NEWARK—Shen Yun dancers portray stories from China’s vast history to the tune of a live orchestra melding both Eastern and Western sounds.
As someone unfamiliar with Chinese culture, Andy Zapcic, lawyer, thought watching Shen Yun Performing Arts’s depiction of tales in combination with music and dance was a great introduction to the ancient civilization.
“The choreography is unbelievable. The music is beautiful … the orchestra is fabulous,” Zapcic said after seeing the performance with his wife and mother-in-law at New Jersey Performing Arts Center in Newark, New Jersey, on April 27.
He was especially thankful for the two emcees, who gave short introductions to each story and dance. These helped Zapcic follow what was unfolding on stage.
New York-based Shen Yun Performing Arts is currently on its 2019 world tour, performing in over 130 cities to showcase the essence of 5,000 years of traditional Chinese culture. Its two-hour-long program consists of various self-contained segments including classical Chinese dance vignettes, musical soloists, and dance-based storytelling.
Zapcic, who owns his own law firm, particularly enjoyed the classical Chinese dance piece titled “Porcelain in the Balance.” In that segment, dancers perform with large porcelain vases on top of their heads, showing off their powers of balance and control.
“I thought that was pretty amazing. I don’t know how they did that,” he said.
The attorney was seated close to the stage, and thus also had a good view of the orchestra pit.
“I didn’t know that there was musicians until I saw the harp and the gong. So I thought it was stage music but it’s actually live music,” he said.
“It’s beautiful, they do a beautiful job.”
Shen Yun’s orchestra uniquely blends both Eastern and Western instruments, creating a layered and resonant sound.
Faith and Culture
Zapcic appreciated the spiritual themes underpinning the stories and songs of the performance.
“It kind of gives you an inner peace, you can feel it, the whole show has an inner peace,” he said.
The story of resilience in the face of persecution in today’s China caused Zapcic to reflect on the freedoms he enjoys in the United States.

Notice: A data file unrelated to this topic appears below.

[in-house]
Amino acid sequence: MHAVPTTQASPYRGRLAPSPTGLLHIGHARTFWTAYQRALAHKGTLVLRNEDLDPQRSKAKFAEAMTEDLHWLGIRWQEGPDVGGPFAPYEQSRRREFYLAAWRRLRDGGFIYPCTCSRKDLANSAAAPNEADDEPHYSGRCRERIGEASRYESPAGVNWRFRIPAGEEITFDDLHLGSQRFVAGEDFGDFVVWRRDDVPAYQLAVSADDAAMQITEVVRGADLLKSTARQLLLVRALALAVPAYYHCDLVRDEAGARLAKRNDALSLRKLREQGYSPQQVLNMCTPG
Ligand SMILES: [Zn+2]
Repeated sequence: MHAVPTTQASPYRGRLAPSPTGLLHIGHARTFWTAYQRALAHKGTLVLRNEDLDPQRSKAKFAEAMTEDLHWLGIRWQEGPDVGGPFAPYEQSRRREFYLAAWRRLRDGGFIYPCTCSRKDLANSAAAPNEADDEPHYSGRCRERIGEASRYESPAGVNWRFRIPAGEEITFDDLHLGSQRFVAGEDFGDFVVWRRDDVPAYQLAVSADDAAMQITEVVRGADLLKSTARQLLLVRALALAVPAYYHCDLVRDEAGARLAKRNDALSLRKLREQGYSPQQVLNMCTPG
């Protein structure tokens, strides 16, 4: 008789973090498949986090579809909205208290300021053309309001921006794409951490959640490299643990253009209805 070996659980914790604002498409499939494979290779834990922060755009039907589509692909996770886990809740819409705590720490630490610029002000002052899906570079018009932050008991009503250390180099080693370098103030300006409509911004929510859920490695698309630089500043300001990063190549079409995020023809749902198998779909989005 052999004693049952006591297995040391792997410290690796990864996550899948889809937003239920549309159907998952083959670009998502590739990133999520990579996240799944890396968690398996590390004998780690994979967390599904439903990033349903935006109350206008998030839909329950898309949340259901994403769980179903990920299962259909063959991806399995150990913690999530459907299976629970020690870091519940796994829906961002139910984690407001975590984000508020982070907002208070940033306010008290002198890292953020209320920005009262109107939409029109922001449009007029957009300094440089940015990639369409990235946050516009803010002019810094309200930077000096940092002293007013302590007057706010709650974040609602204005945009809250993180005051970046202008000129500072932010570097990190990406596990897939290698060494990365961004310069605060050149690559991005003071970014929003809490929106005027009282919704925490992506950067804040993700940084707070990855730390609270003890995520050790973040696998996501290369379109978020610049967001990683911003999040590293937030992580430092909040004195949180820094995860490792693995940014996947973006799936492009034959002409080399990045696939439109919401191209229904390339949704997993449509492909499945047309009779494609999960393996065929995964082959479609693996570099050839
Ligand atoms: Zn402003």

“You can see the struggles in that one segment about how you can’t profess your own faith, or profess your own beliefs. And that’s sad that China still has that,” Zapcic said.
The segment depicted the persecution of adherents of spiritual discipline Falun Gong by the Chinese communist regime. Such content exposing the regime’s human rights abuses is one reason the performance cannot be shown in China.
“[I heard that] you couldn’t actually put this performance on in China, which is really telling because that’s something great about America— is that you can say anything you want, and show any type of show you want to show, and I don’t have to agree with it, but you have the right to say what you want to say.”
“But that’s the beautiful thing about America, I wish China and other countries would take their lead from America and let people say what they want to say.”
For Zapcic, the main takeaway from the performance was a message of kindness.
“Everybody … doesn’t matter where you’re from, people are people and everybody should get along, and try to help each other. And look out for each other and understand each other’s culture.”
With reporting by Frank Liang.
The Epoch Times considers Shen Yun Performing Arts the significant cultural event of our time and has covered audience reactions since the company’s inception in 2006.